The Sheep Creek Geologic Loop is a 10-mile section of road that takes you through the center of the Uinta Crest Fault. Along its course, you will not only see exposed layers of the earth raised in dramatic angles and positions, but will also have the opportunity to pull out at overlooks with your binoculars and scan for wildlife, including those Rocky Mountain bighorn sheep.

Red Canyon Overlook is a viewpoint at Colorado National Monument that looks directly down Red Canyon from its head to Grand Junction in the Grand Valley to the northeast. The overlook, fenced by a stone wall, is right next to a small parking area on the north side of Rim Rock Drive.

05-12-21 – Goblin Valley State Park


Goblin Valley State Park is a state park of Utah, in the United States. The park features thousands of hoodoos, referred to locally as goblins, which are formations of mushroom-shaped rock pinnacles, some as tall as several yards (meters). The distinct shapes of these rocks result from an erosion-resistant layer of rock atop relatively softer sandstone. Goblin Valley State Park and Bryce Canyon National Park, also in Utah about 190 miles (310 km) to the southwest, contain some of the largest occurrences of hoodoos in the world.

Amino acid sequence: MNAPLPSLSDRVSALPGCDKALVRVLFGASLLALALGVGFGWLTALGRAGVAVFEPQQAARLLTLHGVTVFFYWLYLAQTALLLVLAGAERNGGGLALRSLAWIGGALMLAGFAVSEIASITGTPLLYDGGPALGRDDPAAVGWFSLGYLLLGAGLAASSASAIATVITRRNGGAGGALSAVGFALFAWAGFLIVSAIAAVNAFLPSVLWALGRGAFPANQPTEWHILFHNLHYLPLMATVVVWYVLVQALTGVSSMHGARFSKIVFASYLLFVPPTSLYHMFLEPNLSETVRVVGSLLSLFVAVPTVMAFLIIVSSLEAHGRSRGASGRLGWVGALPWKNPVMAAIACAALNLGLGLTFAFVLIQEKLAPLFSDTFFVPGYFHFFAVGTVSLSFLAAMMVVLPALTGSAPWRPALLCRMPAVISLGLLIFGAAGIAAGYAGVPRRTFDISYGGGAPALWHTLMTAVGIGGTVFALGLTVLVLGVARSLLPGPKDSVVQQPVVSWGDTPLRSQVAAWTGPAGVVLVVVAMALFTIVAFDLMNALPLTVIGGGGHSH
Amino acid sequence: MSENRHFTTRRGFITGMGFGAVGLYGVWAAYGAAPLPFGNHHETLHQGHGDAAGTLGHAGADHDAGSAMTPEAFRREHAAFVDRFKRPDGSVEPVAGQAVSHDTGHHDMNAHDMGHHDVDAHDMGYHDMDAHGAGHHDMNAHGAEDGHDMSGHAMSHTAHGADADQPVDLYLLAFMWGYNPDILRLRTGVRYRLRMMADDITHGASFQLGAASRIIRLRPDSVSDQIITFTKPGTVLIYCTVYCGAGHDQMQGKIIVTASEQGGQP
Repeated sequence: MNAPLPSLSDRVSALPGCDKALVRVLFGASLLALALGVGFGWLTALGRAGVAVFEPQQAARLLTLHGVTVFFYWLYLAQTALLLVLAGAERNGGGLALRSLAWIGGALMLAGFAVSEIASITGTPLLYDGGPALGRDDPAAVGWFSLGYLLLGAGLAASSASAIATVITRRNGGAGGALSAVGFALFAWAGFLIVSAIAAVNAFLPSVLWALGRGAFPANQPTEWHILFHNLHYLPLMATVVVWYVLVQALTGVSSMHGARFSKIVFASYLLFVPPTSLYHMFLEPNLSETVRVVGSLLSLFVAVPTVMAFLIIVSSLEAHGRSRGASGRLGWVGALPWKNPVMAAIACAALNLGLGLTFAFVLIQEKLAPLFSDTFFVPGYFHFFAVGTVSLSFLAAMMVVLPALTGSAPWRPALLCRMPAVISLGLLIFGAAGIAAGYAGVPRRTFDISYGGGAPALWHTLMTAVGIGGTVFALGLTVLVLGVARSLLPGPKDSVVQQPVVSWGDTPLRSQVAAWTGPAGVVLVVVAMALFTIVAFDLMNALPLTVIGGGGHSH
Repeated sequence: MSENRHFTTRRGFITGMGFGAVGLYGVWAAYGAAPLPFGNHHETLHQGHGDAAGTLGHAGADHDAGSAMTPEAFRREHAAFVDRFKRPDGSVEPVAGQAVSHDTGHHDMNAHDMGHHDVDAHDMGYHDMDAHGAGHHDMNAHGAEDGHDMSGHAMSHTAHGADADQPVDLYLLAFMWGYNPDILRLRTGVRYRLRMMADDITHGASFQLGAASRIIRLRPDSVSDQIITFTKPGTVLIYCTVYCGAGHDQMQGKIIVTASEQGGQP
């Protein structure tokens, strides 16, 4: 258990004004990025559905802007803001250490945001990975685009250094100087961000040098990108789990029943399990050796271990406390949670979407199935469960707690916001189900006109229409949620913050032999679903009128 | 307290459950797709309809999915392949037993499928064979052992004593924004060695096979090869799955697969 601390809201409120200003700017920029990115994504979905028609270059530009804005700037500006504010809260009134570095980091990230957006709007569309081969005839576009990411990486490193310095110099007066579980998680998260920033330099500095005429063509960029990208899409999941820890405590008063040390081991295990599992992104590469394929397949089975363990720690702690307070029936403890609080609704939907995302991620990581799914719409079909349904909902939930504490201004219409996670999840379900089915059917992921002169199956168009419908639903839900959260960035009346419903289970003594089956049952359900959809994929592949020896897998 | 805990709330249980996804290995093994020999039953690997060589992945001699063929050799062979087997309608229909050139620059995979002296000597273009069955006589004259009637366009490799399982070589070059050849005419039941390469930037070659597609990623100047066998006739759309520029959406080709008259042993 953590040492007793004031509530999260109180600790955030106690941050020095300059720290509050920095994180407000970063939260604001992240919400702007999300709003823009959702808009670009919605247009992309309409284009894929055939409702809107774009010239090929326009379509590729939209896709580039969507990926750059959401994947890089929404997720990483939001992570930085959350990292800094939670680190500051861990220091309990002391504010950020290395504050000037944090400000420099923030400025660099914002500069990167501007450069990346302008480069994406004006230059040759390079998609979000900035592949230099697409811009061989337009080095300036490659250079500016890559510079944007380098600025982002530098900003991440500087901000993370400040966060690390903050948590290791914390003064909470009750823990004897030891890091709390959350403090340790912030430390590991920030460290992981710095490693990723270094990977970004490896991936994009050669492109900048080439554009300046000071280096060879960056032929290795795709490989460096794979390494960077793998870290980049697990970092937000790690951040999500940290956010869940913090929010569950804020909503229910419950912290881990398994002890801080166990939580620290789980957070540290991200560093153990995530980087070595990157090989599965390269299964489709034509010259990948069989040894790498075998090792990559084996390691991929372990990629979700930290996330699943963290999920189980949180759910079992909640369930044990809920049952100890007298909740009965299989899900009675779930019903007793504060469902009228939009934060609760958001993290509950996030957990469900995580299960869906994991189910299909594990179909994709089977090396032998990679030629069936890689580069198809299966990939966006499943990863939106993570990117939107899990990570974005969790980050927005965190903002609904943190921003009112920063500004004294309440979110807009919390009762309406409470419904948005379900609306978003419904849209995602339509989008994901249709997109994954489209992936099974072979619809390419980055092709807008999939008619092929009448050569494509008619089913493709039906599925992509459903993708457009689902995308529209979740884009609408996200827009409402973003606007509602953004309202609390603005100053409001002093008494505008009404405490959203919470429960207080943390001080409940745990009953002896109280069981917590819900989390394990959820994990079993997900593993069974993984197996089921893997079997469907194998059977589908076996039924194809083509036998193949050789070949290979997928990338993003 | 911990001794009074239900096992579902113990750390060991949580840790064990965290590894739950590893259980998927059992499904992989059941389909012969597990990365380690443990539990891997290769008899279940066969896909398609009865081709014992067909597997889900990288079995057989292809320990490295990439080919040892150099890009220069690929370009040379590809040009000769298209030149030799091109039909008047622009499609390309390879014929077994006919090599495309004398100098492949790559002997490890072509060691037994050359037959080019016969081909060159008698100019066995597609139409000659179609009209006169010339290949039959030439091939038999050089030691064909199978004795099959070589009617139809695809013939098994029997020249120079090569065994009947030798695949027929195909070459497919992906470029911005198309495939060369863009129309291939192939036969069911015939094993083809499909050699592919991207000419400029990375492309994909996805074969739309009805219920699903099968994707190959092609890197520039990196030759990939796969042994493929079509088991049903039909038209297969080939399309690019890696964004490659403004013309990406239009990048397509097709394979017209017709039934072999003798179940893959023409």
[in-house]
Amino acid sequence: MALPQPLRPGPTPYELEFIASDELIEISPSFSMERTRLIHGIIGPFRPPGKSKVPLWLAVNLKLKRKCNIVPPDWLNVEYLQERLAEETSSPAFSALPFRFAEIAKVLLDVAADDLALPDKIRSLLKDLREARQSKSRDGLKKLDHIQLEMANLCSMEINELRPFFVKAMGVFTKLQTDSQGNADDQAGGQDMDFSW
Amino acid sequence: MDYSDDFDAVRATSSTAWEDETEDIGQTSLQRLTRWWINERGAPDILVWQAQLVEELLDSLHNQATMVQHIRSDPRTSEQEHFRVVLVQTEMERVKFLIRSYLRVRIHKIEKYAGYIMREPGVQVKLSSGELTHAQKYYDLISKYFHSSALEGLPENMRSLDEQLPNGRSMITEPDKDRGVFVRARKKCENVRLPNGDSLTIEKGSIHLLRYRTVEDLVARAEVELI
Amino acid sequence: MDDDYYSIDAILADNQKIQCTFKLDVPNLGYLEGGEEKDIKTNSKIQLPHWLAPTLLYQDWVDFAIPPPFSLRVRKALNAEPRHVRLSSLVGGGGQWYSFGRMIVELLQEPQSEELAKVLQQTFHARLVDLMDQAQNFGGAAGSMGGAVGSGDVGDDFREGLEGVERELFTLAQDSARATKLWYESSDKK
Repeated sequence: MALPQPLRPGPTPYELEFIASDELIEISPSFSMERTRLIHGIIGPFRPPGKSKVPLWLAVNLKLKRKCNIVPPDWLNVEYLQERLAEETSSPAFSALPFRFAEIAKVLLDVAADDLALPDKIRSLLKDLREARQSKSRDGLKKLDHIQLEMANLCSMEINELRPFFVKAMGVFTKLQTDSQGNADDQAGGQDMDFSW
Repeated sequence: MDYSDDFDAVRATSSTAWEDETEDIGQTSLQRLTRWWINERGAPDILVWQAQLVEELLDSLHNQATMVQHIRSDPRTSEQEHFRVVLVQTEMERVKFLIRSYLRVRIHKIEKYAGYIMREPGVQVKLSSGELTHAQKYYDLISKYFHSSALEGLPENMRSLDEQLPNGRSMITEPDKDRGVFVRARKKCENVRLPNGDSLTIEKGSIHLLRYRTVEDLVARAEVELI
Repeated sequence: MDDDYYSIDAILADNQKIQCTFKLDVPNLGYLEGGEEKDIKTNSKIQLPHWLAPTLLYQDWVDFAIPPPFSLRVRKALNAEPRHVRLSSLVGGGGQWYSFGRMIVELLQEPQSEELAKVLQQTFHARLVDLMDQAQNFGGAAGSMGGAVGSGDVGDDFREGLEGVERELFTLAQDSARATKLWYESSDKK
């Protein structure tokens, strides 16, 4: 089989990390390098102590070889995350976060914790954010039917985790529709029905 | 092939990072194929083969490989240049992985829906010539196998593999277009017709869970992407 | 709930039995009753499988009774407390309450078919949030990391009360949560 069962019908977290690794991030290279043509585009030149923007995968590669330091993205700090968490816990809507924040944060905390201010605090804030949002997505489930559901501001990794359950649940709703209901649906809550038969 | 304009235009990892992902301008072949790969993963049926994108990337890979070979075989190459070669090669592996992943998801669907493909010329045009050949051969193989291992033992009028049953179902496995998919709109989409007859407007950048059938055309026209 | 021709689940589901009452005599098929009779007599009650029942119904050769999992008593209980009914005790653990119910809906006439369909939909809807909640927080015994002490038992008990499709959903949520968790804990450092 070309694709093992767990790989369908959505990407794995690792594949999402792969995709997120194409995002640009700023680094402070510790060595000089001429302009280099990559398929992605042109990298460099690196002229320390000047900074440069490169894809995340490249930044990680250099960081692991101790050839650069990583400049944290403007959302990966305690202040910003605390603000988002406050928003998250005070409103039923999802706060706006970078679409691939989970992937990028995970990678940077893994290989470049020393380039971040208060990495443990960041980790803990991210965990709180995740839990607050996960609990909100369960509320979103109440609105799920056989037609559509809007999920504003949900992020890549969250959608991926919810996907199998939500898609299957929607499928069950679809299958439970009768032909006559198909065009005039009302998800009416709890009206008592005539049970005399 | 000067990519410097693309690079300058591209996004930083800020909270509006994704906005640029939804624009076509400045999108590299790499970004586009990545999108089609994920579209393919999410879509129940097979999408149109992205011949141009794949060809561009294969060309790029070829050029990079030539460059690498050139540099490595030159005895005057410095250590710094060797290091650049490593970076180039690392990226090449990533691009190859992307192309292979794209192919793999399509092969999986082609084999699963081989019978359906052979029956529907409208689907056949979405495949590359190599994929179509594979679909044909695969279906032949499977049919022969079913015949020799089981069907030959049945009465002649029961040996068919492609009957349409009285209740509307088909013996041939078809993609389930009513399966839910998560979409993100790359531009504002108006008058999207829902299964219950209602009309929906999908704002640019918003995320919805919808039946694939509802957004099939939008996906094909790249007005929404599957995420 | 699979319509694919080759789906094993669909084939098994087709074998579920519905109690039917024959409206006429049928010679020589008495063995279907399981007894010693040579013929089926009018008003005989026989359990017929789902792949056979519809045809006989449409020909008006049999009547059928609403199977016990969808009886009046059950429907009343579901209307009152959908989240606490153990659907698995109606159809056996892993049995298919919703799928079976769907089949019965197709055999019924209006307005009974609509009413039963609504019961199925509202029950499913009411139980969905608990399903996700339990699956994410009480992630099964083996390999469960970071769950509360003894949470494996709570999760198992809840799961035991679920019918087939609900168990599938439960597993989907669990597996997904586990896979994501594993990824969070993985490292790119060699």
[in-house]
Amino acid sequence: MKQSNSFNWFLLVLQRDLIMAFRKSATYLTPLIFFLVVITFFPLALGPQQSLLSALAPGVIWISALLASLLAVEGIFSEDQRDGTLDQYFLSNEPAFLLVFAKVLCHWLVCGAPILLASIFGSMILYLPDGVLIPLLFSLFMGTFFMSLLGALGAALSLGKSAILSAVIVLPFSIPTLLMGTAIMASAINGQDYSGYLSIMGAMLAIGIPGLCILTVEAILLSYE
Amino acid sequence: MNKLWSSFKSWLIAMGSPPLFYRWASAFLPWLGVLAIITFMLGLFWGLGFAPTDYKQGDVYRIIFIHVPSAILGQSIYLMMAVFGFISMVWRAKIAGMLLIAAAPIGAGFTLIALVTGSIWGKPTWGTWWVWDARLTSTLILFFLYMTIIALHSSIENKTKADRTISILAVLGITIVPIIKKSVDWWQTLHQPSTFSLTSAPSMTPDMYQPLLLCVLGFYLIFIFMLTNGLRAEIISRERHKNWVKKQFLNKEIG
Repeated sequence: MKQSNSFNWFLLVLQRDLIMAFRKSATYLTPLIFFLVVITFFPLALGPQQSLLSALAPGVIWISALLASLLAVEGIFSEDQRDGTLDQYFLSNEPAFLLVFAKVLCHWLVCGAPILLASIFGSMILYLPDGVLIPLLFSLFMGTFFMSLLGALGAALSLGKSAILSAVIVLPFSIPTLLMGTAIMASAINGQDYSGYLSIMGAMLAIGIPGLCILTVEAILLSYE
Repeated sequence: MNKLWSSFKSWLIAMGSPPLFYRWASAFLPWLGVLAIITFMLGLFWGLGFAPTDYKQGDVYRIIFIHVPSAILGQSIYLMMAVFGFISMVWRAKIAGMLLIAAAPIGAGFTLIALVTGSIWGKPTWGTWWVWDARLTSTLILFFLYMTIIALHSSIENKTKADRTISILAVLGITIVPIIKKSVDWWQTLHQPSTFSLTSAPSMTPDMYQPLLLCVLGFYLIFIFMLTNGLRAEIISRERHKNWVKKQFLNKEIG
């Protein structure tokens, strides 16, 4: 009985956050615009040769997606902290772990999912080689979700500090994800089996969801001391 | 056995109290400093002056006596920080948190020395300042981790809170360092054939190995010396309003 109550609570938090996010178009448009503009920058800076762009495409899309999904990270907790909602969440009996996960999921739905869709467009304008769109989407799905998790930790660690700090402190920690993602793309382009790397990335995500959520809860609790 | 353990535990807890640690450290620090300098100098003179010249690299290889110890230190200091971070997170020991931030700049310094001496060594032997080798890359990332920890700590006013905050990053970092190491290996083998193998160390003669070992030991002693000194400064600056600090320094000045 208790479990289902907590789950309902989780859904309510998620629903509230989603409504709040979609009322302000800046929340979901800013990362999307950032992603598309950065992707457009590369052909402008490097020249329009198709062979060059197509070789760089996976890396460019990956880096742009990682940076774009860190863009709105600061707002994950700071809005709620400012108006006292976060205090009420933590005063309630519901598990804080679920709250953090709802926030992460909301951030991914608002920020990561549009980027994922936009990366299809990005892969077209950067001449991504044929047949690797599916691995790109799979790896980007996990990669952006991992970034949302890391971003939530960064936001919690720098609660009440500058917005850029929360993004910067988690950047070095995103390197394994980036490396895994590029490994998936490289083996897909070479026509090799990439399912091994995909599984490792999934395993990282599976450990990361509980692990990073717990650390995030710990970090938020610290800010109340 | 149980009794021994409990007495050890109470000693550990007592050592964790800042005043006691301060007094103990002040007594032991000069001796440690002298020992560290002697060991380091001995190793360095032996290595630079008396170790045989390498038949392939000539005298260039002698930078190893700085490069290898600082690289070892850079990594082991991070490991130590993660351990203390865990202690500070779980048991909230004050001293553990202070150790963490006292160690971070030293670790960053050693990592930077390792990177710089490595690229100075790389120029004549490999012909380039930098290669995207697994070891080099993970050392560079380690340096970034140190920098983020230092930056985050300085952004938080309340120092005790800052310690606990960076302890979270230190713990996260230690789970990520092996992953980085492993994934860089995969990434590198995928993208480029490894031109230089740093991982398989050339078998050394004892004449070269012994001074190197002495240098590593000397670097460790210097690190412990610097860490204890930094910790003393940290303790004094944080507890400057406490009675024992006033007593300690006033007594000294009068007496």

The unusual stone shapes in Goblin Valley result from the weathering of Entrada sandstone. The Entrada consists of debris eroded from former highlands and redeposited on a former tidal flat of alternating layers of sandstone, siltstone, and shale. The rocks show evidence of being near the margins of an ancient sea with the ebb and flow of tides, tidal channels that directed currents back to the sea and coastal sand dunes.

Joint or fracture patterns within the Entrada sandstone beds created initial zones of weakness. The unweathered joints intersected to form sharp edges and corners with greater surface-area-to-volume ratios than the faces. As a result, the edges and corners weathered more quickly, producing the spherical-shaped ‘goblins’.

The Entrada sandstone from which the hoodoos developed was deposited in the Jurassic period around 170 million years ago.

Source: Wikipedia
https://en.wikipedia.org/wiki/Goblin_Valley_State_Park